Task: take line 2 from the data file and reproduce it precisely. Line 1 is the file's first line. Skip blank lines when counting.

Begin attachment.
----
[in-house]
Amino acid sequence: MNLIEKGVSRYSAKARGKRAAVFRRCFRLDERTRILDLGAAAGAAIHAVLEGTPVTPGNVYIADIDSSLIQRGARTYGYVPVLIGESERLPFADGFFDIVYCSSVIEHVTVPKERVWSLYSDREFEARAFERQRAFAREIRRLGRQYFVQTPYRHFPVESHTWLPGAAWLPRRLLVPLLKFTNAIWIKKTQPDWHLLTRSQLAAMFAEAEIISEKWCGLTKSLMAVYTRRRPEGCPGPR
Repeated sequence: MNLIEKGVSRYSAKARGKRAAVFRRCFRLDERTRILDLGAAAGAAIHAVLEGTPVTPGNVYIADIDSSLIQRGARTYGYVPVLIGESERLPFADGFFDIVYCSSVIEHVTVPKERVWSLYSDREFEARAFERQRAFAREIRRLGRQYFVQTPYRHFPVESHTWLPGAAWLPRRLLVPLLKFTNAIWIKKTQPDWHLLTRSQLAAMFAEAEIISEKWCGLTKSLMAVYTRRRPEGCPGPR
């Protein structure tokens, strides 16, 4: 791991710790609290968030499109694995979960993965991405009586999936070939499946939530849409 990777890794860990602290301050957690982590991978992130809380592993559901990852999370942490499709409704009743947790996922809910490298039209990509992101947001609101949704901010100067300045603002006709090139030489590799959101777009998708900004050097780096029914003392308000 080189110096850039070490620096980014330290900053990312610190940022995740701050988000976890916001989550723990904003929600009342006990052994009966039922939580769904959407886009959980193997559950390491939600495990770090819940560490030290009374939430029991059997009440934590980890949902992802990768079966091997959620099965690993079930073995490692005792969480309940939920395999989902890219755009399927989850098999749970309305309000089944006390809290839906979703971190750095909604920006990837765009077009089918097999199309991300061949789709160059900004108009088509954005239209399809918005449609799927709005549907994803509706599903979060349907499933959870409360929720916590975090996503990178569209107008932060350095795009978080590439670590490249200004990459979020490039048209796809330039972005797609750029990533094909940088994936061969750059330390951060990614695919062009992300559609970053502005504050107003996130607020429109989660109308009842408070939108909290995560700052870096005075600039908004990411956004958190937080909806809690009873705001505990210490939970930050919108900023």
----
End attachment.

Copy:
Amino acid sequence: MNLIEKGVSRYSAKARGKRAAVFRRCFRLDERTRILDLGAAAGAAIHAVLEGTPVTPGNVYIADIDSSLIQRGARTYGYVPVLIGESERLPFADGFFDIVYCSSVIEHVTVPKERVWSLYSDREFEARAFERQRAFAREIRRLGRQYFVQTPYRHFPVESHTWLPGAAWLPRRLLVPLLKFTNAIWIKKTQPDWHLLTRSQLAAMFAEAEIISEKWCGLTKSLMAVYTRRRPEGCPGPR